“Betting the farm” is a phrase that describes going all in on a bet, betting the entire amount you have. Most sane, reasonable people would never do that, or would they?
We adapt to risks our entire lives. We may go to a casino, but rarely bet our house, limiting our wagers to a couple of dollars or rolls of quarters so as not to lose more than we can afford. When we bought our first car we realized the risk of an accident wiping out our future income for many years and purchased auto insurance, even though it was expensive. When we bought a house the bank required homeowners insurance in case of a storm or fire so we paid several hundred dollars a year so we would not lose the $150,000 house. Our health is insured and even our income is insured through Social Security. Once we get to 65 Medicare covers most of our health costs.
But as we age, there comes a point when we may no longer be able to manage on our own. Arthritis, brittle bones, stroke, dementia, or a host of other things unfortunately do happen to us, our friends, and our neighbors. Many of us think we will get the help we need from our children. We forget about all the running two parents do with soccer practice, band camp, school functions, etc. , and the fact they may not live nearby.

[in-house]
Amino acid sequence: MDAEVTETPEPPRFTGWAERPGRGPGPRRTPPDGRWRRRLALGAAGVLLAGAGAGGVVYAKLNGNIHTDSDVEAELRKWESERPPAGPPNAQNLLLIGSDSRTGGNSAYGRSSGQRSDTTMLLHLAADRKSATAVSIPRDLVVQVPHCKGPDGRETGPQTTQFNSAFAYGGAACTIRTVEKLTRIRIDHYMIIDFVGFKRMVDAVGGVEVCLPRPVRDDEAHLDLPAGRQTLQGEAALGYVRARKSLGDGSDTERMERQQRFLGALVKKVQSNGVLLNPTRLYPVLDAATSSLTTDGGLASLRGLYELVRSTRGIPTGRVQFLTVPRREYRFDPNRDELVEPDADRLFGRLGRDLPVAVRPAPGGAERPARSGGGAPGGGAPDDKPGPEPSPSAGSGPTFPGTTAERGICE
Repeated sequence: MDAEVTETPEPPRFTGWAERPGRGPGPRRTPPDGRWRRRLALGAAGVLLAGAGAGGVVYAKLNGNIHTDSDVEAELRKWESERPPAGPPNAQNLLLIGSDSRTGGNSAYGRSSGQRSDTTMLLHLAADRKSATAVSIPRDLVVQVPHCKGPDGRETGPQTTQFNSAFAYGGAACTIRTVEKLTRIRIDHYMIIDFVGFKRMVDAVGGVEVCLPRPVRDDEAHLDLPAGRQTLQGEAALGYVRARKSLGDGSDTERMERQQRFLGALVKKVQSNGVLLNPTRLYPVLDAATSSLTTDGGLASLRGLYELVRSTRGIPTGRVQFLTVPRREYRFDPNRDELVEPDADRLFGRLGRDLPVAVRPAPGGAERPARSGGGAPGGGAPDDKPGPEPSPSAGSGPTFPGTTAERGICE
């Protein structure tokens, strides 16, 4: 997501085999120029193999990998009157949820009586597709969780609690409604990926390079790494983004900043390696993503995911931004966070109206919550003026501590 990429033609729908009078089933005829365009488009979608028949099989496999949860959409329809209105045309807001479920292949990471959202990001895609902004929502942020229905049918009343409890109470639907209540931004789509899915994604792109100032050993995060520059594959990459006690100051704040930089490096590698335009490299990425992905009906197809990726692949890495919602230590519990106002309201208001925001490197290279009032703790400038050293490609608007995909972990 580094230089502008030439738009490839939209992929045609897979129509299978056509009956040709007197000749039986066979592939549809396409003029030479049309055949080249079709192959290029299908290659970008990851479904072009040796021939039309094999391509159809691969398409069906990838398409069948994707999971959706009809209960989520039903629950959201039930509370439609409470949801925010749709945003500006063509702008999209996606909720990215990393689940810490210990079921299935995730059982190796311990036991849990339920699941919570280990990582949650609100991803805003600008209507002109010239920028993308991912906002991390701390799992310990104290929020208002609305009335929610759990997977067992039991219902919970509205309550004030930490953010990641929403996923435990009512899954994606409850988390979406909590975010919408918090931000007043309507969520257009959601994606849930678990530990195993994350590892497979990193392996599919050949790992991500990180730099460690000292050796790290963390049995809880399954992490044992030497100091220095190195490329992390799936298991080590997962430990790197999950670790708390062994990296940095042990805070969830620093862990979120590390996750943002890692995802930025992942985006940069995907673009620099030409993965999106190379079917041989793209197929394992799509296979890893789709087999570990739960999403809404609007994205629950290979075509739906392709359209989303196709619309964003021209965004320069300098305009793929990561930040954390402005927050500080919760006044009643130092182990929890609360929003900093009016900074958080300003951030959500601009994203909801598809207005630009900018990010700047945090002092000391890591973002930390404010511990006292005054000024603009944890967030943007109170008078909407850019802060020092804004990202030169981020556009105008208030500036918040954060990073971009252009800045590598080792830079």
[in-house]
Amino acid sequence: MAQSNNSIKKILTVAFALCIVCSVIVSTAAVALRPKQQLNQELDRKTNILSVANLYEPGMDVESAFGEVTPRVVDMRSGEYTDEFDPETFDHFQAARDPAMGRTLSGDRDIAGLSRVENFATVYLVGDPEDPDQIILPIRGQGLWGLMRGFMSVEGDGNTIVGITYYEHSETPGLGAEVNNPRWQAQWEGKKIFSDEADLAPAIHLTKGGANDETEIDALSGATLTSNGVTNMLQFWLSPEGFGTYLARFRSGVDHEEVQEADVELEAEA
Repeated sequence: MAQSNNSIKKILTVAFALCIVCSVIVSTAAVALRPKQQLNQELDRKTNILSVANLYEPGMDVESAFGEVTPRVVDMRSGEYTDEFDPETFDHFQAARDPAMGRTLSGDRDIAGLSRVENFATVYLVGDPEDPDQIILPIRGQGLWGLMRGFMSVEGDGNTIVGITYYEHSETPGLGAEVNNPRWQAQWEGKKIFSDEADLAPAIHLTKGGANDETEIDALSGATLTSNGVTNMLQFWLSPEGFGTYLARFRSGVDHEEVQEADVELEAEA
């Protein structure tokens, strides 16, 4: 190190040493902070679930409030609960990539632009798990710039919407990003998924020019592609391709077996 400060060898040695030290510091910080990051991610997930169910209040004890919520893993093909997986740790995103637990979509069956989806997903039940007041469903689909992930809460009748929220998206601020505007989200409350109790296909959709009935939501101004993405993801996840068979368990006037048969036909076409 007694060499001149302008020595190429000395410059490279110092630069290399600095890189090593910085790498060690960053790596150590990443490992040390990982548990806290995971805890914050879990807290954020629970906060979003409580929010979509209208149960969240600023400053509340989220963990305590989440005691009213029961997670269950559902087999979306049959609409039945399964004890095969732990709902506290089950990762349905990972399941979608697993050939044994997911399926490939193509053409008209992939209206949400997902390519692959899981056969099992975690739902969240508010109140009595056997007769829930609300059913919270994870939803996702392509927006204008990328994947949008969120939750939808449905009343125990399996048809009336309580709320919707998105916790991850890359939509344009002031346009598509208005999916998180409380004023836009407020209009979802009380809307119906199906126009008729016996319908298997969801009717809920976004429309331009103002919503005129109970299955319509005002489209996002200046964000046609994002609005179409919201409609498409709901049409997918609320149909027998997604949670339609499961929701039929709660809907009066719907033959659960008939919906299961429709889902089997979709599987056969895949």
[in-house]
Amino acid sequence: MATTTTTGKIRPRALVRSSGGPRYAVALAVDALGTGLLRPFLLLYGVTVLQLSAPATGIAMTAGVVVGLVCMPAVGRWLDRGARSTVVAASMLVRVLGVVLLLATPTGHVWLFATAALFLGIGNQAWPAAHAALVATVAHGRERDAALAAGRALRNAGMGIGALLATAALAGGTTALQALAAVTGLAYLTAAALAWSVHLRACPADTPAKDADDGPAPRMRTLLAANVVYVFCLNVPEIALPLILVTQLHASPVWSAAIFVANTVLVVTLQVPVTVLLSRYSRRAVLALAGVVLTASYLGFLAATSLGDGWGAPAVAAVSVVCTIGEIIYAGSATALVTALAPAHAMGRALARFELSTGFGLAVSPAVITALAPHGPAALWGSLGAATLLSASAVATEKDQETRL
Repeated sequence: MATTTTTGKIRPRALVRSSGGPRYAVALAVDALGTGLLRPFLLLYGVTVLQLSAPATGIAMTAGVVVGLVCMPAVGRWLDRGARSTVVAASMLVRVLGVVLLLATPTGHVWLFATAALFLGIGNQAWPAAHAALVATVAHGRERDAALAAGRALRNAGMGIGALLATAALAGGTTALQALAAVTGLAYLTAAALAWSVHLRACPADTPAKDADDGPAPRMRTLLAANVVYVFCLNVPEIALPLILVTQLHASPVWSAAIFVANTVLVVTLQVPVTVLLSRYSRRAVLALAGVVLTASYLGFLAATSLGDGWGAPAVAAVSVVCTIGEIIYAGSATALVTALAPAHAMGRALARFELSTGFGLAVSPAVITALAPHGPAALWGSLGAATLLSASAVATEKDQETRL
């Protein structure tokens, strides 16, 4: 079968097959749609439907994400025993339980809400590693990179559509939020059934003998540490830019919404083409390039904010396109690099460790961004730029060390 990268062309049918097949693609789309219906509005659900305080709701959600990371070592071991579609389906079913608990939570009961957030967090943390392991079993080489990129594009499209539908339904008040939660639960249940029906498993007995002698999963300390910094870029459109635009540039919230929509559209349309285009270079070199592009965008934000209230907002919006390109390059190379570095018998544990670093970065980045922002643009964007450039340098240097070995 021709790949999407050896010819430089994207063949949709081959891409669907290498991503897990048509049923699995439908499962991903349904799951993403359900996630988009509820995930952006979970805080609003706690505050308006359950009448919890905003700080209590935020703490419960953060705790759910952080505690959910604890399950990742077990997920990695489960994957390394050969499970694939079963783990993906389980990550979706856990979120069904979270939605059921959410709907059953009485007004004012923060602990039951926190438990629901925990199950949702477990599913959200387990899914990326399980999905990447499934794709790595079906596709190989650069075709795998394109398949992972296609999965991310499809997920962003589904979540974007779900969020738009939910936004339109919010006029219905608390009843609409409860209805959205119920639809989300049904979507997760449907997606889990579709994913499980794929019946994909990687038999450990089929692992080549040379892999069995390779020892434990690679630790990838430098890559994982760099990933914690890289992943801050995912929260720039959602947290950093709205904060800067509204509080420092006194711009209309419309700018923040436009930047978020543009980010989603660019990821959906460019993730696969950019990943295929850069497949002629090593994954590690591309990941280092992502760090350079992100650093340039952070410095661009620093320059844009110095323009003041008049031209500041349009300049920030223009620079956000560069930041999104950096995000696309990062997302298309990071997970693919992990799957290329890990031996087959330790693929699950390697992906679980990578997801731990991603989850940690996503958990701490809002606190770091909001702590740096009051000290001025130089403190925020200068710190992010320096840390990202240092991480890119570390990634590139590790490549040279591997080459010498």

For most people, that is when we investigate commercially available help, either in our home or in a facility of some sort. The assisted living facilities popular now are wonderful places, many have pools, hot tubs, and even happy hour once a week. But how many of us can afford to withdraw an additional $3000 to $4000 a month from our retirement savings for very long? Nursing homes cost twice as much as assisted living.
Once care is needed it’s too late to get insurance for it. We have, in effect, bet the farm. There may be no other choice than to pay for the care we absolutely must have. Liquidating assets can be terribly expensive. A farm, duplex, business, land that we aquired long ago has appreciated. Selling it may trigger capital gains taxes and realtor’s fees besides the fact that a forced sale rarely gets the best possible price. Any asset we own that has significantly appreciated is subject to severe shrinkage. And then we spend it down. At $2000 of assets we can apply for government Medicaid to pay the bills, but not before. A spouse at home can keep a little, but that is taken later by the government too. We bet the farm – and lost.
It doesn’t have to be this way. If we planned ahead like we did with the auto, homeowners, and other insurances and investigated long term care (LTC) insurance while we are still in good health and mobile, we could have traded a couple hundred dollars a month to get thousands a month just when needed to pay for the care we need when we can no longer manage on our own.
Which will you do? Hope for the best, plan on help from the children, bet the farm? Or plan ahead while you still can? Call TheLongTermCareGuy.com at (920) 884-3030 or (800) 219-9203 to start investigating. While you still have that option.